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John Daley ReportingA man beaten in an assault at a downtown bar says he was the "victim of a hate crime." He was testifying in the trial of three white supremacists accused of conspiring to strike fear into non-whites.
A bartender at O'Shucks, who was beaten up New Year's Eve 2002, took the witness stand today. Jimmy Ballesteros described a group of white men coming into the bar and handing out stickers from the white supremacy group the National Alliance saying "Stop Immigration: Non-whites are turning America into a Third-World slum...let's send them home now."
Ballestros was asked where he was from. He replied "America." He said he was born here and is partly of Mexican descent. The men began hurling racial epithets. Ballestros asked the group of four or five to leave. He was grabbed and badly beaten while one member of the group held the front door shut so other people inside the bar couldn't come help him.
Ballestros said, "I was held from behind, so it was very difficult to defend myself, but I kept very low. I kept my fists around my head and they were beating me all around...Constant, constant racial slurring going on."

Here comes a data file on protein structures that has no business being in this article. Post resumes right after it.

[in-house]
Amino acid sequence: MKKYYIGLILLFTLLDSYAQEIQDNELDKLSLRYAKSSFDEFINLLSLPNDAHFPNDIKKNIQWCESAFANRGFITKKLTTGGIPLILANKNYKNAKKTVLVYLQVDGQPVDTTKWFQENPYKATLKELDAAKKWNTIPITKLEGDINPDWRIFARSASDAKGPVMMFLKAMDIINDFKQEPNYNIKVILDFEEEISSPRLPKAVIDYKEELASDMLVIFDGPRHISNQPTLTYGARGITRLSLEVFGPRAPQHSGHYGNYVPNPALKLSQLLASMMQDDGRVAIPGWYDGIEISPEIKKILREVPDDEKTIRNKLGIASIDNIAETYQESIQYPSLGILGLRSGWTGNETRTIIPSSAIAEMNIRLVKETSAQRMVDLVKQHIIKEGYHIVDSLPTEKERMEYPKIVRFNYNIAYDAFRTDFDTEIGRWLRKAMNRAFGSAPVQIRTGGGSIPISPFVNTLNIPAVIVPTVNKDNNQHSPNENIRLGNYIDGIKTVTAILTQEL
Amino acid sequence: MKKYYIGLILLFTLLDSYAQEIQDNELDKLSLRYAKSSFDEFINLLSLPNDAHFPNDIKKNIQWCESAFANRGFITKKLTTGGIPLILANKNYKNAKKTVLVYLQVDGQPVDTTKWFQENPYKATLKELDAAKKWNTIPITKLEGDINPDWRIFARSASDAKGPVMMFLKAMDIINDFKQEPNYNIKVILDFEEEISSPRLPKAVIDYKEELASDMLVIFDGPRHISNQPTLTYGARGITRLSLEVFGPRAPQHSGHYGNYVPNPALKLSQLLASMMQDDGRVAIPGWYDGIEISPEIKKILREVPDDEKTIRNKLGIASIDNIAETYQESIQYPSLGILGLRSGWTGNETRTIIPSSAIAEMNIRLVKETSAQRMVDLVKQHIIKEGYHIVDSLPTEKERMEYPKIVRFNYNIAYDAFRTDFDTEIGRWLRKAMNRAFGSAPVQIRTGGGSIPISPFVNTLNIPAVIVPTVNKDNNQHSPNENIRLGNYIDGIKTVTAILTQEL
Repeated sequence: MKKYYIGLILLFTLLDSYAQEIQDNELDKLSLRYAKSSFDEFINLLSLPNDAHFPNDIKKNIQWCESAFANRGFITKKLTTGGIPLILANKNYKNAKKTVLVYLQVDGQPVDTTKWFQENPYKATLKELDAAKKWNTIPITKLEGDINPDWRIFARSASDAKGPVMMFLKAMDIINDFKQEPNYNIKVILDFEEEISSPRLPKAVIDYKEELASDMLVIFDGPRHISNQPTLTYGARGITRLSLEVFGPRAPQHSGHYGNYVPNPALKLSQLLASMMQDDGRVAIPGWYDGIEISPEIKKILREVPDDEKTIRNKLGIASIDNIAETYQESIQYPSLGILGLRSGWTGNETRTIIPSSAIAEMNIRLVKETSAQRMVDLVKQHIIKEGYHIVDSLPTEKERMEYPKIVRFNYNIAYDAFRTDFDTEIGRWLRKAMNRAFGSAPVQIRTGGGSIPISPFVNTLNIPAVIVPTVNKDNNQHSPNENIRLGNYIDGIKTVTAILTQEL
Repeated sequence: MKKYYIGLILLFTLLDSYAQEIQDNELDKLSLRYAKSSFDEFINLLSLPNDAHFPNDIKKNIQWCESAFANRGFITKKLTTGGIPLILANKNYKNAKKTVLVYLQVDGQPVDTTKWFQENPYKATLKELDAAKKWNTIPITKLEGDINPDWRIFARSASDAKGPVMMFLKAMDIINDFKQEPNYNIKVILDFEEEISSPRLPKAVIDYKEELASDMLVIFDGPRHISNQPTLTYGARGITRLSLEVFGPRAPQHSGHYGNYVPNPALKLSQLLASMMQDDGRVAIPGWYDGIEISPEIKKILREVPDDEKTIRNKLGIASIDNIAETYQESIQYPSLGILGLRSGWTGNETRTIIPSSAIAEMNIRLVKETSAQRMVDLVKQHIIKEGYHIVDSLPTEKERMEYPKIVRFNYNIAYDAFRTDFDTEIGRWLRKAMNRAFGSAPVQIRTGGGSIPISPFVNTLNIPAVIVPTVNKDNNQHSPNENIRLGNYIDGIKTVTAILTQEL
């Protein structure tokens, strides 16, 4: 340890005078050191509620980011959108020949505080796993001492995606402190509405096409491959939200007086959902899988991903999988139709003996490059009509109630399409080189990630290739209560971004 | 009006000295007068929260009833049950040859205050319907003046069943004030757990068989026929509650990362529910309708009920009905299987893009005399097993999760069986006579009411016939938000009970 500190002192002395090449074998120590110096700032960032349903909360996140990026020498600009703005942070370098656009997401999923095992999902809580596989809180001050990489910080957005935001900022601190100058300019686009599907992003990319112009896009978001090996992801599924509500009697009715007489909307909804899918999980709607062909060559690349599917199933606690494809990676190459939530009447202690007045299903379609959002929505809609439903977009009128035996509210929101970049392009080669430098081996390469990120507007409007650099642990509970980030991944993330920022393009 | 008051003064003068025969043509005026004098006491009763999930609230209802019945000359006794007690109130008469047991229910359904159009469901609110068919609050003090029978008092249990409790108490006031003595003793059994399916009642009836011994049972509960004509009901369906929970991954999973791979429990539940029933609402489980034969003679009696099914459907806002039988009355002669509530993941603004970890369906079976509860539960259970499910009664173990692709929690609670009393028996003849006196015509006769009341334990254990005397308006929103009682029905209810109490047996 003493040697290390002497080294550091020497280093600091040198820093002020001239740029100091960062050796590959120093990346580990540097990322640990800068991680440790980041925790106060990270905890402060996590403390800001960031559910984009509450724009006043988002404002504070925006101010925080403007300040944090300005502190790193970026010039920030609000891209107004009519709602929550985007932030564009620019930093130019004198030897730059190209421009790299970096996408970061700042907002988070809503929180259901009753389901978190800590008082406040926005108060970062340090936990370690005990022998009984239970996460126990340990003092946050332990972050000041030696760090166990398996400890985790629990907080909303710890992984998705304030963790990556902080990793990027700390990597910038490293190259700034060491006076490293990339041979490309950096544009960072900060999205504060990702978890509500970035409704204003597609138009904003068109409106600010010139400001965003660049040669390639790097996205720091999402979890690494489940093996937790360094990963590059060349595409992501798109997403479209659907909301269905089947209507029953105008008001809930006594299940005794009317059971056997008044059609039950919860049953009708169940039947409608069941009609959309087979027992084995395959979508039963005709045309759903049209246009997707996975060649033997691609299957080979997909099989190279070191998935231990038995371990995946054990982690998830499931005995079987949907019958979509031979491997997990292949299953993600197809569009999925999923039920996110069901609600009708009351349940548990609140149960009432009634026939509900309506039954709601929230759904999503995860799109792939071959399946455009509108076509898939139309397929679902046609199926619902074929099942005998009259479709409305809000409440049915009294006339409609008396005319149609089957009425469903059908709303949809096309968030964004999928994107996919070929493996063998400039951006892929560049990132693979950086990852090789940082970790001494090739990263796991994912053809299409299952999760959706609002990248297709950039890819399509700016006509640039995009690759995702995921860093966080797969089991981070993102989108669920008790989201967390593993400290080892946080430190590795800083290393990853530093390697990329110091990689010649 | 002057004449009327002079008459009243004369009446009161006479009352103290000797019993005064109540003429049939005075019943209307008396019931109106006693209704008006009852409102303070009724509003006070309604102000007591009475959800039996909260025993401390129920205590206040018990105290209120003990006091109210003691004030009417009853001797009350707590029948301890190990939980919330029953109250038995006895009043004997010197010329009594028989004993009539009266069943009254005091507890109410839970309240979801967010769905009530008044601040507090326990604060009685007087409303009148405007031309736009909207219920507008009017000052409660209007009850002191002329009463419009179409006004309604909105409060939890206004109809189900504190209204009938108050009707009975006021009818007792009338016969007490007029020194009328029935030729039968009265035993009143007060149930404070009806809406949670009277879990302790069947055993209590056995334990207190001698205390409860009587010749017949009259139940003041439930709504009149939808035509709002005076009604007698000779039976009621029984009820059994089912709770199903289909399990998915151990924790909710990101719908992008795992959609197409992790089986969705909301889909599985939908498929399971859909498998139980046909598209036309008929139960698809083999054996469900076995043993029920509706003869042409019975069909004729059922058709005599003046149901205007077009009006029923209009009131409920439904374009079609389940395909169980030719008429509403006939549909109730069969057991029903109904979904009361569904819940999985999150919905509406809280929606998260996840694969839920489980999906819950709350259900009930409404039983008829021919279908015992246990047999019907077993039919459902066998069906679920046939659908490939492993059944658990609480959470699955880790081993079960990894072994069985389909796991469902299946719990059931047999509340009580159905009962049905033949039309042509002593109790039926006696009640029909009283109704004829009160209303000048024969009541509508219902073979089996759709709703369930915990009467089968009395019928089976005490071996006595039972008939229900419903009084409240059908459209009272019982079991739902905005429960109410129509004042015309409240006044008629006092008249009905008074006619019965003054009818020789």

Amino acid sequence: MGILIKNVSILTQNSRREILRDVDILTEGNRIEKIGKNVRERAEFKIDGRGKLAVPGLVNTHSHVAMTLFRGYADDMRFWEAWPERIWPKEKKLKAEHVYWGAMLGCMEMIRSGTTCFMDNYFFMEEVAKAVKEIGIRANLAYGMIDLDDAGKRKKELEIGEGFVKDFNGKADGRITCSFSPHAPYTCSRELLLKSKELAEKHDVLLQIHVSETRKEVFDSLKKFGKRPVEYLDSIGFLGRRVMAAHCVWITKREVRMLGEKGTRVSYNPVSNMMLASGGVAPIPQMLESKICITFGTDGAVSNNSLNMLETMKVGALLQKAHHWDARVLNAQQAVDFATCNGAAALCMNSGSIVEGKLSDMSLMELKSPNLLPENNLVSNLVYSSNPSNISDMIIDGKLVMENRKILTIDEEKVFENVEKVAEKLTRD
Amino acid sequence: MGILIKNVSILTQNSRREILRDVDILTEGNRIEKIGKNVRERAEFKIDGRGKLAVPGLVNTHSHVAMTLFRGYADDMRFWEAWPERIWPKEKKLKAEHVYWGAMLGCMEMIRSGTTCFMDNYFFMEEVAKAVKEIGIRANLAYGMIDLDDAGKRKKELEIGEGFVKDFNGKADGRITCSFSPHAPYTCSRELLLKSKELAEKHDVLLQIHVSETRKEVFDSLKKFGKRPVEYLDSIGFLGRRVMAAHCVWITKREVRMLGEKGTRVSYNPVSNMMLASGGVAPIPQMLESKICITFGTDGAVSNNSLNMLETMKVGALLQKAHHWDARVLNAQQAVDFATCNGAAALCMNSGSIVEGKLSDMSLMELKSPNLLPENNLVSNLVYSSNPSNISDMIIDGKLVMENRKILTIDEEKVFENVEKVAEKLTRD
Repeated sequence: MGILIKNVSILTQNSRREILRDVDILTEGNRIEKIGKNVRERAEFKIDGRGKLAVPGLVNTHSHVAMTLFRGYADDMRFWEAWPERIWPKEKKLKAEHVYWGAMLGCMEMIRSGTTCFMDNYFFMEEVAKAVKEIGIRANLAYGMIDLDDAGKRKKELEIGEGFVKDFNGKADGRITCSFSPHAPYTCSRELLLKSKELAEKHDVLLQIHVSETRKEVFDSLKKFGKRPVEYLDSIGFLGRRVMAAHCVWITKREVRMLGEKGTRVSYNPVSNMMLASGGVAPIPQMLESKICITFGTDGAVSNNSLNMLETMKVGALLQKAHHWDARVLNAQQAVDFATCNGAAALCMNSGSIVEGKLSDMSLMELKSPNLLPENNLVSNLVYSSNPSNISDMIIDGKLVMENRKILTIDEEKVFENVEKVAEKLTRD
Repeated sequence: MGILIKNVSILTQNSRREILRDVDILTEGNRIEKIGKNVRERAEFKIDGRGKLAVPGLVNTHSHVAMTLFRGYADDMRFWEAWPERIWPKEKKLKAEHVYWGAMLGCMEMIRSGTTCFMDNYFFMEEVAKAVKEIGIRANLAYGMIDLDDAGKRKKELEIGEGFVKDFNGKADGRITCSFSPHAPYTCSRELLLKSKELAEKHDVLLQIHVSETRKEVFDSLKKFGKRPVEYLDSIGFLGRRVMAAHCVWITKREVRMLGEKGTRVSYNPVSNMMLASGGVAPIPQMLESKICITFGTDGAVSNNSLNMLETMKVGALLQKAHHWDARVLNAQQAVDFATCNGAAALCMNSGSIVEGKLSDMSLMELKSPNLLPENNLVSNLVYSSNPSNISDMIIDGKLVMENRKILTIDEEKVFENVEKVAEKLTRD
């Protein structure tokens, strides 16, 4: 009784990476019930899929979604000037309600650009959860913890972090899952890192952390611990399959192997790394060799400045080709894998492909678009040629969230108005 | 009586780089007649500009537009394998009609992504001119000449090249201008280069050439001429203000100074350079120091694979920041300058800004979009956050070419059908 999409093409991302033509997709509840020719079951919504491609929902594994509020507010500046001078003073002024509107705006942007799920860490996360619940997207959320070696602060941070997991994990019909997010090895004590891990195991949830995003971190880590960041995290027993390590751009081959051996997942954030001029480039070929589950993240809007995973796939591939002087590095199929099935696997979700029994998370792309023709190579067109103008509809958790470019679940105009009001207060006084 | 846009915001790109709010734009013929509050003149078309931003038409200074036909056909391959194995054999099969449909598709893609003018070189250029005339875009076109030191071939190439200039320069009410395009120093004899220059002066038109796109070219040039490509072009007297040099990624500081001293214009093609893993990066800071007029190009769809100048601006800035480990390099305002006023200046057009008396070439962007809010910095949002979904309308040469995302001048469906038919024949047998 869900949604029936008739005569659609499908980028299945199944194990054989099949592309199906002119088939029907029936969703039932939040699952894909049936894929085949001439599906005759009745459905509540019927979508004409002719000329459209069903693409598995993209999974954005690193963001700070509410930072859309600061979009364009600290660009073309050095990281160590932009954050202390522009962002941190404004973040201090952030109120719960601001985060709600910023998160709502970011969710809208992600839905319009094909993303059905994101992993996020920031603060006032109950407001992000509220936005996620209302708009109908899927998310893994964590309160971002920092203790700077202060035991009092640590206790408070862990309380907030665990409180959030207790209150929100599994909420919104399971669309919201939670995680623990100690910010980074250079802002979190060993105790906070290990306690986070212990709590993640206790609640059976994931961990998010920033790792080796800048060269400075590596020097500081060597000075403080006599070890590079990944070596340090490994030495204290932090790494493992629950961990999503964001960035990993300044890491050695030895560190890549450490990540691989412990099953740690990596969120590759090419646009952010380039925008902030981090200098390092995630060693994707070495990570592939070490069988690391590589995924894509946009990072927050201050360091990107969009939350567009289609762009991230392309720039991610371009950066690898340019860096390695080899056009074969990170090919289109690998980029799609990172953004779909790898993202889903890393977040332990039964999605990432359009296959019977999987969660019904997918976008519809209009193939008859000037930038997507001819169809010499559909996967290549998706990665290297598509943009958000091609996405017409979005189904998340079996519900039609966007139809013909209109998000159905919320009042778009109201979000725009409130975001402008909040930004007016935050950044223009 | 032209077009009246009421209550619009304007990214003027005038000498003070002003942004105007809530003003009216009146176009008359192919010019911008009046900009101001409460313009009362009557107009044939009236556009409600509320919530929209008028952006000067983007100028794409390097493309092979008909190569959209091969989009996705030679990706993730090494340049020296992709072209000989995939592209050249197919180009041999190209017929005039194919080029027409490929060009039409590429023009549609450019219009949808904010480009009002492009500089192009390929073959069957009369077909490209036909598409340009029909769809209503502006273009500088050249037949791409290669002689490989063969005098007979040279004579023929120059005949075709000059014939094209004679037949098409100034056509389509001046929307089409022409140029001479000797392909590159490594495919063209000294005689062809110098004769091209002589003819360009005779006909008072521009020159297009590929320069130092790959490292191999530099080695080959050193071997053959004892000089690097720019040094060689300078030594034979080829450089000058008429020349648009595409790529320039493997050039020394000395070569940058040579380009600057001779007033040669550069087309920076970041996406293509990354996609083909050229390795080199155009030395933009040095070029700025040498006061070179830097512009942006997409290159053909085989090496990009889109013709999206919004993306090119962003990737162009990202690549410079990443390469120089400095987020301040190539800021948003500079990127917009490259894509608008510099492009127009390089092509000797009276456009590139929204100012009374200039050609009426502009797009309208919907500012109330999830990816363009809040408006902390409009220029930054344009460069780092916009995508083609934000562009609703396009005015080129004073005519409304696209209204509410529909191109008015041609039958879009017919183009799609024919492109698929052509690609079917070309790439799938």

Ballestros went on to say, "It's upsetting. Depressing, number one. I mean I grew up in white suburbia, you know. I lived in Orange County, I lived here in Salt Lake City. I listen to rock n' roll. You know, I have no problems with anybody. And uh, it didn't even occur to me that I'd ever be a victim of a hate crime, but here it is, here we are."
Prosecutors say the group attacked a Native American man in similar assault at Port O'Call three months later.
Attorneys for the defendants say their clients are innocent. They said that it was just a bar brawl and that the main instigator was another man who is expected to testify for the prosecution.
Tomorrow morning one member of the group, who is now cooperating with prosecutors, is expected to testifying against his former friends.